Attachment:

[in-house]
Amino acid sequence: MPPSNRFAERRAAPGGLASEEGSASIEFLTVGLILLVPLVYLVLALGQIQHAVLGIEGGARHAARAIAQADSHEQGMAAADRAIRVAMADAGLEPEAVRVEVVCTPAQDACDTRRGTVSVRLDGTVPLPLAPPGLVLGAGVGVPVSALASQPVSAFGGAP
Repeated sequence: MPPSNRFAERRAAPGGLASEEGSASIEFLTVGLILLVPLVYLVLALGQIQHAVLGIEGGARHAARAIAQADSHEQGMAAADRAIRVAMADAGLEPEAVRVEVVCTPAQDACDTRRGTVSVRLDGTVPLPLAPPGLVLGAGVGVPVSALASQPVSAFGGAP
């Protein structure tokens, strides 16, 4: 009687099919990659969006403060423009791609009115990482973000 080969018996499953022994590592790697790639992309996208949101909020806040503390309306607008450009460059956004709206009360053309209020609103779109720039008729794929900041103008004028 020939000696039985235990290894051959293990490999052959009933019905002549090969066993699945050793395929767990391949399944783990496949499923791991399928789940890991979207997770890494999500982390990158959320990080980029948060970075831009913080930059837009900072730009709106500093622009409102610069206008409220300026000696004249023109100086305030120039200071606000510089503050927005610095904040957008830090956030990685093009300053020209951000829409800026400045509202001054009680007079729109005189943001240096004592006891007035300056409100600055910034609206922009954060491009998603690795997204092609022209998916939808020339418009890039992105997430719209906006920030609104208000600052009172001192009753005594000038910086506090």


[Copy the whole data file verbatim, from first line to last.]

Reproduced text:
[in-house]
Amino acid sequence: MPPSNRFAERRAAPGGLASEEGSASIEFLTVGLILLVPLVYLVLALGQIQHAVLGIEGGARHAARAIAQADSHEQGMAAADRAIRVAMADAGLEPEAVRVEVVCTPAQDACDTRRGTVSVRLDGTVPLPLAPPGLVLGAGVGVPVSALASQPVSAFGGAP
Repeated sequence: MPPSNRFAERRAAPGGLASEEGSASIEFLTVGLILLVPLVYLVLALGQIQHAVLGIEGGARHAARAIAQADSHEQGMAAADRAIRVAMADAGLEPEAVRVEVVCTPAQDACDTRRGTVSVRLDGTVPLPLAPPGLVLGAGVGVPVSALASQPVSAFGGAP
């Protein structure tokens, strides 16, 4: 009687099919990659969006403060423009791609009115990482973000 080969018996499953022994590592790697790639992309996208949101909020806040503390309306607008450009460059956004709206009360053309209020609103779109720039008729794929900041103008004028 020939000696039985235990290894051959293990490999052959009933019905002549090969066993699945050793395929767990391949399944783990496949499923791991399928789940890991979207997770890494999500982390990158959320990080980029948060970075831009913080930059837009900072730009709106500093622009409102610069206008409220300026000696004249023109100086305030120039200071606000510089503050927005610095904040957008830090956030990685093009300053020209951000829409800026400045509202001054009680007079729109005189943001240096004592006891007035300056409100600055910034609206922009954060491009998603690795997204092609022209998916939808020339418009890039992105997430719209906006920030609104208000600052009172001192009753005594000038910086506090």